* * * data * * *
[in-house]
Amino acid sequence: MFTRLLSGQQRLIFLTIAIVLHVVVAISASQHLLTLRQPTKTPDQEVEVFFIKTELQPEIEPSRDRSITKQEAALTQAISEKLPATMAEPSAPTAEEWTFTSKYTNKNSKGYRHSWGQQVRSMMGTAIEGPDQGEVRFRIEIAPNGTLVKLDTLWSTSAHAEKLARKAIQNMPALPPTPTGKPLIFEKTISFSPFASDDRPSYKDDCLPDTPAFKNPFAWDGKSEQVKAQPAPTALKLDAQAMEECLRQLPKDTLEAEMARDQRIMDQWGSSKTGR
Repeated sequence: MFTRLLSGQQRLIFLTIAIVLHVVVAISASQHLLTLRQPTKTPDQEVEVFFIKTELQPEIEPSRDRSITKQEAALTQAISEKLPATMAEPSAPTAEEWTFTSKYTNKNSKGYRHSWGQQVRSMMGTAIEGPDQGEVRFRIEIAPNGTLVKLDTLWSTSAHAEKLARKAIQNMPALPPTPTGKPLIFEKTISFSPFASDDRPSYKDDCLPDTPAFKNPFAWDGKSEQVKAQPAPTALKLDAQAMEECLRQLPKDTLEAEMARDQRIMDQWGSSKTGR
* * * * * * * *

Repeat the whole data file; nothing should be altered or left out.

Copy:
[in-house]
Amino acid sequence: MFTRLLSGQQRLIFLTIAIVLHVVVAISASQHLLTLRQPTKTPDQEVEVFFIKTELQPEIEPSRDRSITKQEAALTQAISEKLPATMAEPSAPTAEEWTFTSKYTNKNSKGYRHSWGQQVRSMMGTAIEGPDQGEVRFRIEIAPNGTLVKLDTLWSTSAHAEKLARKAIQNMPALPPTPTGKPLIFEKTISFSPFASDDRPSYKDDCLPDTPAFKNPFAWDGKSEQVKAQPAPTALKLDAQAMEECLRQLPKDTLEAEMARDQRIMDQWGSSKTGR
Repeated sequence: MFTRLLSGQQRLIFLTIAIVLHVVVAISASQHLLTLRQPTKTPDQEVEVFFIKTELQPEIEPSRDRSITKQEAALTQAISEKLPATMAEPSAPTAEEWTFTSKYTNKNSKGYRHSWGQQVRSMMGTAIEGPDQGEVRFRIEIAPNGTLVKLDTLWSTSAHAEKLARKAIQNMPALPPTPTGKPLIFEKTISFSPFASDDRPSYKDDCLPDTPAFKNPFAWDGKSEQVKAQPAPTALKLDAQAMEECLRQLPKDTLEAEMARDQRIMDQWGSSKTGR